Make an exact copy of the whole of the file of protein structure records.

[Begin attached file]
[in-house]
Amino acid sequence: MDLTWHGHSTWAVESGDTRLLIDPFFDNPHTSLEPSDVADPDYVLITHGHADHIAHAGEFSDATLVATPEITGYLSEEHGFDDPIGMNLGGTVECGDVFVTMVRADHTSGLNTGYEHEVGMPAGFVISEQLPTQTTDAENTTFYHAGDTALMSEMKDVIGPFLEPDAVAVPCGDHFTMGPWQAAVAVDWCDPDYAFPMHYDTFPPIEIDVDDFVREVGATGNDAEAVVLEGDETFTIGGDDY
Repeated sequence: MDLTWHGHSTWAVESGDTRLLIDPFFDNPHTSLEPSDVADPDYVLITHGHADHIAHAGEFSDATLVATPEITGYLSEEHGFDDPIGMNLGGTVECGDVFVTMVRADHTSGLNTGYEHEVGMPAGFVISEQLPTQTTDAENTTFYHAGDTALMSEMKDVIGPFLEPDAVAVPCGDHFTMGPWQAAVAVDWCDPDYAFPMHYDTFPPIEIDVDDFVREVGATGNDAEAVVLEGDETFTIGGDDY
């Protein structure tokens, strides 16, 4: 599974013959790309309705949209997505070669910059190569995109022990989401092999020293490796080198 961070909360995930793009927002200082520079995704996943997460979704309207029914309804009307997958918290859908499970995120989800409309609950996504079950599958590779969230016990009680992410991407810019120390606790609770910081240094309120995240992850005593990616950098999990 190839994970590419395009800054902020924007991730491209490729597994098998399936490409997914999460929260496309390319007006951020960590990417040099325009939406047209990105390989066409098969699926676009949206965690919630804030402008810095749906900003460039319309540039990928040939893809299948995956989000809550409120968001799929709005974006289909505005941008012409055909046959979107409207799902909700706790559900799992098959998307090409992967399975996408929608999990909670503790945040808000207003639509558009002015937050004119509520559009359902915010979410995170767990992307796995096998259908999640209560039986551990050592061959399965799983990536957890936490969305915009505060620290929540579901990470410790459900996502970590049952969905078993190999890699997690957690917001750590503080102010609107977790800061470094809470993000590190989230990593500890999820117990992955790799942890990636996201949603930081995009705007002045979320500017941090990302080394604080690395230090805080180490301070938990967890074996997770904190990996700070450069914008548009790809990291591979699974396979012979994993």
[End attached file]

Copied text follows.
[in-house]
Amino acid sequence: MDLTWHGHSTWAVESGDTRLLIDPFFDNPHTSLEPSDVADPDYVLITHGHADHIAHAGEFSDATLVATPEITGYLSEEHGFDDPIGMNLGGTVECGDVFVTMVRADHTSGLNTGYEHEVGMPAGFVISEQLPTQTTDAENTTFYHAGDTALMSEMKDVIGPFLEPDAVAVPCGDHFTMGPWQAAVAVDWCDPDYAFPMHYDTFPPIEIDVDDFVREVGATGNDAEAVVLEGDETFTIGGDDY
Repeated sequence: MDLTWHGHSTWAVESGDTRLLIDPFFDNPHTSLEPSDVADPDYVLITHGHADHIAHAGEFSDATLVATPEITGYLSEEHGFDDPIGMNLGGTVECGDVFVTMVRADHTSGLNTGYEHEVGMPAGFVISEQLPTQTTDAENTTFYHAGDTALMSEMKDVIGPFLEPDAVAVPCGDHFTMGPWQAAVAVDWCDPDYAFPMHYDTFPPIEIDVDDFVREVGATGNDAEAVVLEGDETFTIGGDDY
């Protein structure tokens, strides 16, 4: 599974013959790309309705949209997505070669910059190569995109022990989401092999020293490796080198 961070909360995930793009927002200082520079995704996943997460979704309207029914309804009307997958918290859908499970995120989800409309609950996504079950599958590779969230016990009680992410991407810019120390606790609770910081240094309120995240992850005593990616950098999990 190839994970590419395009800054902020924007991730491209490729597994098998399936490409997914999460929260496309390319007006951020960590990417040099325009939406047209990105390989066409098969699926676009949206965690919630804030402008810095749906900003460039319309540039990928040939893809299948995956989000809550409120968001799929709005974006289909505005941008012409055909046959979107409207799902909700706790559900799992098959998307090409992967399975996408929608999990909670503790945040808000207003639509558009002015937050004119509520559009359902915010979410995170767990992307796995096998259908999640209560039986551990050592061959399965799983990536957890936490969305915009505060620290929540579901990470410790459900996502970590049952969905078993190999890699997690957690917001750590503080102010609107977790800061470094809470993000590190989230990593500890999820117990992955790799942890990636996201949603930081995009705007002045979320500017941090990302080394604080690395230090805080180490301070938990967890074996997770904190990996700070450069914008548009790809990291591979699974396979012979994993």